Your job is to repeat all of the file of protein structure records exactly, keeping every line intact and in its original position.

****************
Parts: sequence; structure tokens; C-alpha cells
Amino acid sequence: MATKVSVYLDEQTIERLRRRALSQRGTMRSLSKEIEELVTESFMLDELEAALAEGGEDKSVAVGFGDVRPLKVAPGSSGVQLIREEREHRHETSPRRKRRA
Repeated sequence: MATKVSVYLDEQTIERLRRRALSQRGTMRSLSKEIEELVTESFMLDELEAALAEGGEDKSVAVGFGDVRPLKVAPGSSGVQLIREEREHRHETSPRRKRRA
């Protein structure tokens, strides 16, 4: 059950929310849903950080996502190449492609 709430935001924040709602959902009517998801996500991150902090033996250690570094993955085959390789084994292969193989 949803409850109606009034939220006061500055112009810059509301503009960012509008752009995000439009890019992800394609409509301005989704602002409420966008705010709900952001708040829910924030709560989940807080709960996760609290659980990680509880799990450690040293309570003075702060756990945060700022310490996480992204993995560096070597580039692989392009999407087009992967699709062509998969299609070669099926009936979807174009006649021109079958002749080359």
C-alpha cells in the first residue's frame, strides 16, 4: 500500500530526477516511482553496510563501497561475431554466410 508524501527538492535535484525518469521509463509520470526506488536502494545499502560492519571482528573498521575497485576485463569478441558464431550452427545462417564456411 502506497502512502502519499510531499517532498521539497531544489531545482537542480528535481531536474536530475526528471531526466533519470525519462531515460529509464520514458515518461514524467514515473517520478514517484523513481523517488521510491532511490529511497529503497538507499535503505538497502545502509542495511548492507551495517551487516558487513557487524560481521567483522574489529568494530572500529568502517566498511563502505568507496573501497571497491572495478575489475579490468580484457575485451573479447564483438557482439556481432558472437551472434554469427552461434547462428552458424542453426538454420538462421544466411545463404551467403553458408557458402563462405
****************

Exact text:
Parts: sequence; structure tokens; C-alpha cells
Amino acid sequence: MATKVSVYLDEQTIERLRRRALSQRGTMRSLSKEIEELVTESFMLDELEAALAEGGEDKSVAVGFGDVRPLKVAPGSSGVQLIREEREHRHETSPRRKRRA
Repeated sequence: MATKVSVYLDEQTIERLRRRALSQRGTMRSLSKEIEELVTESFMLDELEAALAEGGEDKSVAVGFGDVRPLKVAPGSSGVQLIREEREHRHETSPRRKRRA
């Protein structure tokens, strides 16, 4: 059950929310849903950080996502190449492609 709430935001924040709602959902009517998801996500991150902090033996250690570094993955085959390789084994292969193989 949803409850109606009034939220006061500055112009810059509301503009960012509008752009995000439009890019992800394609409509301005989704602002409420966008705010709900952001708040829910924030709560989940807080709960996760609290659980990680509880799990450690040293309570003075702060756990945060700022310490996480992204993995560096070597580039692989392009999407087009992967699709062509998969299609070669099926009936979807174009006649021109079958002749080359």
C-alpha cells in the first residue's frame, strides 16, 4: 500500500530526477516511482553496510563501497561475431554466410 508524501527538492535535484525518469521509463509520470526506488536502494545499502560492519571482528573498521575497485576485463569478441558464431550452427545462417564456411 502506497502512502502519499510531499517532498521539497531544489531545482537542480528535481531536474536530475526528471531526466533519470525519462531515460529509464520514458515518461514524467514515473517520478514517484523513481523517488521510491532511490529511497529503497538507499535503505538497502545502509542495511548492507551495517551487516558487513557487524560481521567483522574489529568494530572500529568502517566498511563502505568507496573501497571497491572495478575489475579490468580484457575485451573479447564483438557482439556481432558472437551472434554469427552461434547462428552458424542453426538454420538462421544466411545463404551467403553458408557458402563462405